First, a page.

And President Joe Biden releases a slimmed-down $1.75 trillion spending plan. Welcome back to 10 Things in Politics. Sign up here to receive this newsletter. Plus, download Insider's app for news on the go - click here for iOS and here for Android. Send tips to bgriffiths@insider.com.Here's what we're talking about:Kamalaworld is worried about a difficult, messy Democratic primary if it's Harris versus Pete Buttigieg in 2024Senators worry about who else an unnamed senator may have sexually abusedBiden releases slimmed-down $1.75 trillion spending planWith Phil Rosen. Vice President Kamala Harris and Transportation Secretary Pete Buttigieg. Win McNamee/Getty Images; AP Photo/Evan Vucci 1. 2024 VISION: The KHive is expecting a messy 2024 primary if President Joe Biden opts against running for reelection. People in Vice President Kamala Harris' orbit have taken note of Transportation Secretary Pete Buttigieg's rise, especially as Buttigieg supporters begin to plot their own 2024 plans.Here's what else former Harris staffers, fundraisers, and Democratic insiders are saying about 2024:"I don't know if Secretary Buttigieg wants that smoke": Democratic strategists and Harris supporters are issuing a brushback pitch to Buttigieg after Insider reported that some of his top fundraisers were musing that he'd be a better presidential candidate than Harris. People close to Buttigieg stress that he has nothing to do with the 2024 talk. People close to him and the vice president also stress that the two have become friendly colleagues.The full quote: "It would be messy, and honestly I don't know if Secretary Buttigieg wants that smoke, given what ultimately limited his campaign in 2020 - that it was viewed to be not diverse, not representative of a changing country, that it was essentially viewed as a way station for disaffected white liberals," a Democratic strategist who has worked on presidential campaigns told my colleagues.Many don't think Harris would clear the field: "I don't think she's got a stranglehold on the party," a former Harris staffer told my colleagues. "I don't think it's like Al Gore for Bill Clinton."Others to look out for: Insiders also think the 2020 hopefuls Cory Booker and Elizabeth Warren could run again if Biden bows out. (Biden has said he intends to run again.) Terry McAuliffe is also mentioned, but he's engaged in a tight battle to reclaim his old job as Virginia governor.Read more about what Harris loyalists are saying about 2024 and why Democrats say they're gearing up for another "messy" fight.2. Democrats have a framework for their massive spending plan: The White House unveiled a $1.75 trillion social-spending plan, dramatically curtailing Biden's economic ambitions in an effort to appease centrist holdouts like Sens. Joe Manchin and Kyrsten Sinema. There's still no final bill text. Some Democrats have also pledged to push for changes after the outline confirmed major areas like paid family leave and lowering prescription-drug prices were not included, making it unclear how much longer talks will continue. Here's a look at what else made the cut.A historic climate investment: Biden's plan calls for $555 billion in spending to address the climate crisis by incentivizing Americans to install solar panels and buy electric vehicles, spurring the creation of green energy jobs, and building a new Civilian Climate Corps that'd seek to provide more than 300,000 union jobs. Per The Washington Post, it'd be the biggest clean-energy investment in US history. | The details.3. Biden's infrastructure plan remains stalled: House Speaker Nancy Pelosi once again pulled a vote after progressives threatened to torpedo the $1 trillion bipartisan proposal over concerns about the much-larger budget deal. Biden delayed his foreign trip to visit with House Democrats directly and told them, "I don't think it's hyperbole to say that the House and Senate majorities and my presidency will be determined by what happens in the next week." Here's where things stand. Huma Abedin on Capitol Hill in 2015. Chip Somodevilla/Getty Images 4. Senators worry about who else an unnamed senator may have sexually abused: Sitting senators are concerned after the longtime Hillary Clinton aide Huma Abedin wrote in a book that an unnamed senator forcibly kissed her in 2005. Abedin did not disclose the senator's party or whether he's still serving in the chamber. More on senators' reactions to the bombshell allegation.5. Biden administration considers $450,000 settlements to families separated at the border under Trump: The sums under discussion are $1 million payouts per family, or $450,000 per individual, potentially totaling $1 billion, but the figures are subject to change, The Wall Street Journal reports. Lawyers representing the families are requesting at least $3.4 million a family. Most of the lawsuits allege that the children separated from their parents suffered both short-term and long-term trauma from their experiences. More on what the Biden administration is considering after Trump's widely panned zero-tolerance immigration policy. Sen. Richard Burr. Samuel Corum/Getty Images 6. Feds are still investigating a GOP lawmaker over possible insider trading: Sen. Richard Burr of North Carolina's dumping of more than $1.6 million in stock just a week before the market tanked in February 2020 amid coronavirus fears continues to draw the interest of federal regulators, ProPublica reports. The Securities and Exchange Commission revealed that Burr called his brother-in-law, Gerald Fauth, after unloading his own stocks. Fauth then quickly sold off up to $280,000 worth of stock. The SEC says Burr had access to nonpublic information about how the coronavirus would affect the economy because of his status at the time as the leader of the Senate Intelligence Committee. Here's what else the feds are revealing about their lengthy investigation.7. Facebook rebrands as Meta: "From now on, we'll be metaverse first, not Facebook first," CEO Mark Zuckerberg said at a company event. Zuckerberg later scoffed at the notion that Facebook was changing its name because of the increased federal scrutiny and litany of bad press stemming from a whistleblower's revelations about the social network. More on the future of Facebook and why Zuckerberg is so focused on the metaverse.8. New York is bracing for staffing issues over its vaccine mandates: City officials are making contingency plans while bracing for the possibility that thousands of city workers could be placed on unpaid leave starting Monday once the first phase of the city's COVID-19 vaccine mandate takes effect, The New York Times reports. As of Thursday morning, a third of the workers in the fire and sanitation departments - and a fourth of the police force - had not yet shown proof of their vaccination. More on New York City's mandate and the defiant streak some workers are taking.9. Andrew Cuomo faces a criminal charge over groping allegation: A criminal complaint has been filed against the former New York governor over an allegation of forcible touching at the governor's mansion, The Times reports. Cuomo resigned in August in the wake of a state attorney general's report that documented scores of claims of sexual harassment by Cuomo. Cuomo has repeatedly denied forcibly touching anyone. Everything else we know about the charge Cuomo is facing. Getty/Spicy Lingerie 10. Take a look at how Halloween costumes have changed over the years: Classic getups like clown costumes used to look friendly but are now terrifying. People used to wear actual nurse outfits when dressing up for Halloween, but now equivalent costumes are skimpy and scandalous. Here's how 10 classic costumes have changed.Today's trivia question: Who was the first US president to fly on a plane specially designed for the commander in chief? Email your answer and a suggested question to me at bgriffiths@insider.com.Yesterday's answer: Then-Sen. Barack Obama made his first - and so far only - "SNL" appearance during a cold-open sketch in which he wore a mask of himself to a Halloween party hosted by the Clintons. "I'm not going to change who I am just because it's Halloween," Obama joked.That's all for this week. Happy Halloween!Read the original article on Business Insider.....»»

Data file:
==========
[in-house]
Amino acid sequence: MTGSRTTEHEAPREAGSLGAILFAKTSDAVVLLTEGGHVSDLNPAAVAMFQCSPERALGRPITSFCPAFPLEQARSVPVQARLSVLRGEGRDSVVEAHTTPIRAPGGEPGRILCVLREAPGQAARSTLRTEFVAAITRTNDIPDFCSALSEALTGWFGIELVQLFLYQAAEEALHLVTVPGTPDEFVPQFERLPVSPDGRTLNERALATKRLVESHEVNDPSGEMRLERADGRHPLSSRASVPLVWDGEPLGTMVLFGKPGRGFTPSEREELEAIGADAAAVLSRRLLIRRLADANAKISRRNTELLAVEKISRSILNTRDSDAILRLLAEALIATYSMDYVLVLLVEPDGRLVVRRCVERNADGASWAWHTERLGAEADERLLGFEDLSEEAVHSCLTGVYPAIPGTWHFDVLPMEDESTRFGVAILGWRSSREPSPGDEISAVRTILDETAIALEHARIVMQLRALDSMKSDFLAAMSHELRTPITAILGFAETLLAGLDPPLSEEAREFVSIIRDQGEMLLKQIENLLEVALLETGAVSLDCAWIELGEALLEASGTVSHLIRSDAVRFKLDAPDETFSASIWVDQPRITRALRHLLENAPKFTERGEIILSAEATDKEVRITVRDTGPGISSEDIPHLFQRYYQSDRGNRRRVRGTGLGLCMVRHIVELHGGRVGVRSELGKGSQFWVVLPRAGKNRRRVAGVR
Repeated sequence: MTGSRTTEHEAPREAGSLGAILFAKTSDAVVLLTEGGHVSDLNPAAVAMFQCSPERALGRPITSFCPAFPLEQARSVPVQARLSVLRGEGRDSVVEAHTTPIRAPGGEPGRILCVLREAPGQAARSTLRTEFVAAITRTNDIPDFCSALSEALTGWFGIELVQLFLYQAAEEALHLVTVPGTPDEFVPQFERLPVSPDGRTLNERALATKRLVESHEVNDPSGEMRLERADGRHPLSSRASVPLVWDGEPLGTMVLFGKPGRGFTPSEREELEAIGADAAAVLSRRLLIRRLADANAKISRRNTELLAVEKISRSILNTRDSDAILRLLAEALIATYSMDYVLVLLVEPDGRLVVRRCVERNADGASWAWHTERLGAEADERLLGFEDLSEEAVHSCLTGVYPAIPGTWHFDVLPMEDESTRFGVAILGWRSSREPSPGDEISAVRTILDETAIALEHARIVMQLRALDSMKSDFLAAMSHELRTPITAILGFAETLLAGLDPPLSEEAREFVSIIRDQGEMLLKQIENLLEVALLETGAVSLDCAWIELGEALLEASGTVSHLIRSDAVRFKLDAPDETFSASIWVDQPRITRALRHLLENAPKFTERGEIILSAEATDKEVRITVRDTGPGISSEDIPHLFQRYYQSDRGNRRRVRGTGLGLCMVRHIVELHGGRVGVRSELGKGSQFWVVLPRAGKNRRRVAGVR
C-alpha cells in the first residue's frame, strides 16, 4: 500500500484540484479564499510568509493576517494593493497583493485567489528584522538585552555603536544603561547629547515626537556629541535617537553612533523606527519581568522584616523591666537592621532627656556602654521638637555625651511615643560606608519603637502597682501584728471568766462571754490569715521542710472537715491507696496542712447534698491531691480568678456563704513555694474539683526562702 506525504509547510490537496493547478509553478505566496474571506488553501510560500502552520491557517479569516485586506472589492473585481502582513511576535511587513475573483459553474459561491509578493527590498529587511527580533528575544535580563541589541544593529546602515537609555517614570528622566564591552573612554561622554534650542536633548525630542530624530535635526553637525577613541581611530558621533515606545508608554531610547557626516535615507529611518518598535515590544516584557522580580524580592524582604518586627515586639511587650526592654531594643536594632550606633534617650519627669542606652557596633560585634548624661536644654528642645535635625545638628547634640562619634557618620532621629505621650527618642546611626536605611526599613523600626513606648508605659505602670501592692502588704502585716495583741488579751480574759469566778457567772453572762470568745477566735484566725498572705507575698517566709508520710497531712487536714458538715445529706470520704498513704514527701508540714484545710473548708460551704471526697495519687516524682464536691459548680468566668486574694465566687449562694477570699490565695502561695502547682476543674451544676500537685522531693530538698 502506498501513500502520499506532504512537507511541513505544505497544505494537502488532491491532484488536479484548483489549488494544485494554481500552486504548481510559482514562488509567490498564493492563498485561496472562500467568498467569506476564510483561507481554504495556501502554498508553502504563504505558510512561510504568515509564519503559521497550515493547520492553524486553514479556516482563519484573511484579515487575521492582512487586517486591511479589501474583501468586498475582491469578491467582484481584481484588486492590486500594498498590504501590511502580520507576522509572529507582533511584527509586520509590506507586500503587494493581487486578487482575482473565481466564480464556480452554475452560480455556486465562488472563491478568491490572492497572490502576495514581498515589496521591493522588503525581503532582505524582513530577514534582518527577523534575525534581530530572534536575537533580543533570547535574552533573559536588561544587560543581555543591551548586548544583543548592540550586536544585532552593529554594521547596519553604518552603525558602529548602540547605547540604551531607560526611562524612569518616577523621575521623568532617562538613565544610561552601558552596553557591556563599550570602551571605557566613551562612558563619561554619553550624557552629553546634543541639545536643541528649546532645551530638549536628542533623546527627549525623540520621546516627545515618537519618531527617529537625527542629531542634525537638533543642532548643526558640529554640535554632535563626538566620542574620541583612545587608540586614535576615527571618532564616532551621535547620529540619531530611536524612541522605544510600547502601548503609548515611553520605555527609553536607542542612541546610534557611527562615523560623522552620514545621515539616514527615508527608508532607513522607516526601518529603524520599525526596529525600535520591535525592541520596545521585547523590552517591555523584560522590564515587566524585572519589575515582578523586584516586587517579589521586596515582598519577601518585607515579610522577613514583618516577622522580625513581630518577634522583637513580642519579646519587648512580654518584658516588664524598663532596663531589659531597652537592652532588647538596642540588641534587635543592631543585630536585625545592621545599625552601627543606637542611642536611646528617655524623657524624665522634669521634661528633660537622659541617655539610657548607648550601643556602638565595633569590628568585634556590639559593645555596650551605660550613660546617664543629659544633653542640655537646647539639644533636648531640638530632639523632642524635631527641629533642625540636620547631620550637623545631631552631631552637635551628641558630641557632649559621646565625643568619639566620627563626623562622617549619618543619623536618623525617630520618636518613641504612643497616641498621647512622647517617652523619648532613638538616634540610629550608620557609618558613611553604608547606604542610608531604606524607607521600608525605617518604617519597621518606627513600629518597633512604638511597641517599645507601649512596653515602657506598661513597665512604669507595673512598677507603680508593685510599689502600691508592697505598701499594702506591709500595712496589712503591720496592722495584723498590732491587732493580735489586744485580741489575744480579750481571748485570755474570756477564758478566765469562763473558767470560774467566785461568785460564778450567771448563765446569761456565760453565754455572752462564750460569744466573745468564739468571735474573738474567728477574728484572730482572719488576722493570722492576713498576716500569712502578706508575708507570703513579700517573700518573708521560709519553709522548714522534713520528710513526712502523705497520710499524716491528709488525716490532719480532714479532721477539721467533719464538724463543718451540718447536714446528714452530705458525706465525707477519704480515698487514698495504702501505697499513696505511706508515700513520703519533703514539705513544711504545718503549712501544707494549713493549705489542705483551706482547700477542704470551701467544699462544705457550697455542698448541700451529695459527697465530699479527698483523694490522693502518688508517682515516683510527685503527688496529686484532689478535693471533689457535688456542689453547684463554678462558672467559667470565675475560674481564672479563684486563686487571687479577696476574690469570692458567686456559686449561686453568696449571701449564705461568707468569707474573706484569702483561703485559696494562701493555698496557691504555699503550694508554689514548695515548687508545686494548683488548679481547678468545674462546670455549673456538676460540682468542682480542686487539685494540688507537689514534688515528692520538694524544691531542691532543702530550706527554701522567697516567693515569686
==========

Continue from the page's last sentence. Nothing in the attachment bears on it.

Category: personnelSource: nytOct 29th, 2021